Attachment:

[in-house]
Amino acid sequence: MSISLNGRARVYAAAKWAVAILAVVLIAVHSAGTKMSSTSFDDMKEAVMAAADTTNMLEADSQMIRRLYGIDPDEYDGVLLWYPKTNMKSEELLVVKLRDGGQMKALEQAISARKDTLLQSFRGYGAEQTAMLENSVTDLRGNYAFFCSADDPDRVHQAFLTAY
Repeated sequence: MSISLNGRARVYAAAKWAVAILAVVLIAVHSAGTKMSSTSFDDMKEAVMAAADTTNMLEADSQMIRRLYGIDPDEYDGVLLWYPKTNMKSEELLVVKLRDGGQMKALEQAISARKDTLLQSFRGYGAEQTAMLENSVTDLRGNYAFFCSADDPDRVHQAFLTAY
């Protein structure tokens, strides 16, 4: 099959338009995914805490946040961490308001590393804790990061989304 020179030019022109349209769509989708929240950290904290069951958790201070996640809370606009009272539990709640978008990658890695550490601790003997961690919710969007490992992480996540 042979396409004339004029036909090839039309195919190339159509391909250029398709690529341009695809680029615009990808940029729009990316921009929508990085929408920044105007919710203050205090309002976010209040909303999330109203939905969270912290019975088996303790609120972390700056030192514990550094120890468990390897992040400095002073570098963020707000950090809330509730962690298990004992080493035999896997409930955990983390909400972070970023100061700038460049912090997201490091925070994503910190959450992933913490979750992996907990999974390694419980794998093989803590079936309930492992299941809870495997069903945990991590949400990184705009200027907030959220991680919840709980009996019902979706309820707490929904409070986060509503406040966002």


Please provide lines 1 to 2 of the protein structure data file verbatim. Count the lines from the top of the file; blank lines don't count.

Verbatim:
[in-house]
Amino acid sequence: MSISLNGRARVYAAAKWAVAILAVVLIAVHSAGTKMSSTSFDDMKEAVMAAADTTNMLEADSQMIRRLYGIDPDEYDGVLLWYPKTNMKSEELLVVKLRDGGQMKALEQAISARKDTLLQSFRGYGAEQTAMLENSVTDLRGNYAFFCSADDPDRVHQAFLTAY